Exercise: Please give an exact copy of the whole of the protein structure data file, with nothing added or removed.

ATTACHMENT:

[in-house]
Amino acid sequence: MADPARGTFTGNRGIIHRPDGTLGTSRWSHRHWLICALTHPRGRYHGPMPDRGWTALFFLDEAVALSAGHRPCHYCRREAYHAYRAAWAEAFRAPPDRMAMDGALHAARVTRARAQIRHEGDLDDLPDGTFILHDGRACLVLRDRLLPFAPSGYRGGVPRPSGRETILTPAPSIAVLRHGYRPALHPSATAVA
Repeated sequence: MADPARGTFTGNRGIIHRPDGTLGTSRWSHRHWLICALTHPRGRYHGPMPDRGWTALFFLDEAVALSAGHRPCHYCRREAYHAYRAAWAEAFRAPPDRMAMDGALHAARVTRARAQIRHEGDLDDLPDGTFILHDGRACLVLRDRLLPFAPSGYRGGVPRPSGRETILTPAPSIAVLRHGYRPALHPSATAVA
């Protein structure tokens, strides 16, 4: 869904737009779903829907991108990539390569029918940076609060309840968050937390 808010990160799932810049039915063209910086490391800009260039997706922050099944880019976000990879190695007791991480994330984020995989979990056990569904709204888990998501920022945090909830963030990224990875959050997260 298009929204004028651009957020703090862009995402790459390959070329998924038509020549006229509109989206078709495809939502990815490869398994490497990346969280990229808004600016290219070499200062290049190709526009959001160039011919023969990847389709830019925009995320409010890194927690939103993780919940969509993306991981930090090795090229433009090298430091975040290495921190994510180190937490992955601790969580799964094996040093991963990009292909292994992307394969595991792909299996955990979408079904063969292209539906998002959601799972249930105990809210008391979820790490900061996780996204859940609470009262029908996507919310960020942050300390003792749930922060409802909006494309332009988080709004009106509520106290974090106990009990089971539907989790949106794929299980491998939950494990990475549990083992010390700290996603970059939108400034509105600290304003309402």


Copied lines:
[in-house]
Amino acid sequence: MADPARGTFTGNRGIIHRPDGTLGTSRWSHRHWLICALTHPRGRYHGPMPDRGWTALFFLDEAVALSAGHRPCHYCRREAYHAYRAAWAEAFRAPPDRMAMDGALHAARVTRARAQIRHEGDLDDLPDGTFILHDGRACLVLRDRLLPFAPSGYRGGVPRPSGRETILTPAPSIAVLRHGYRPALHPSATAVA
Repeated sequence: MADPARGTFTGNRGIIHRPDGTLGTSRWSHRHWLICALTHPRGRYHGPMPDRGWTALFFLDEAVALSAGHRPCHYCRREAYHAYRAAWAEAFRAPPDRMAMDGALHAARVTRARAQIRHEGDLDDLPDGTFILHDGRACLVLRDRLLPFAPSGYRGGVPRPSGRETILTPAPSIAVLRHGYRPALHPSATAVA
């Protein structure tokens, strides 16, 4: 869904737009779903829907991108990539390569029918940076609060309840968050937390 808010990160799932810049039915063209910086490391800009260039997706922050099944880019976000990879190695007791991480994330984020995989979990056990569904709204888990998501920022945090909830963030990224990875959050997260 298009929204004028651009957020703090862009995402790459390959070329998924038509020549006229509109989206078709495809939502990815490869398994490497990346969280990229808004600016290219070499200062290049190709526009959001160039011919023969990847389709830019925009995320409010890194927690939103993780919940969509993306991981930090090795090229433009090298430091975040290495921190994510180190937490992955601790969580799964094996040093991963990009292909292994992307394969595991792909299996955990979408079904063969292209539906998002959601799972249930105990809210008391979820790490900061996780996204859940609470009262029908996507919310960020942050300390003792749930922060409802909006494309332009988080709004009106509520106290974090106990009990089971539907989790949106794929299980491998939950494990990475549990083992010390700290996603970059939108400034509105600290304003309402």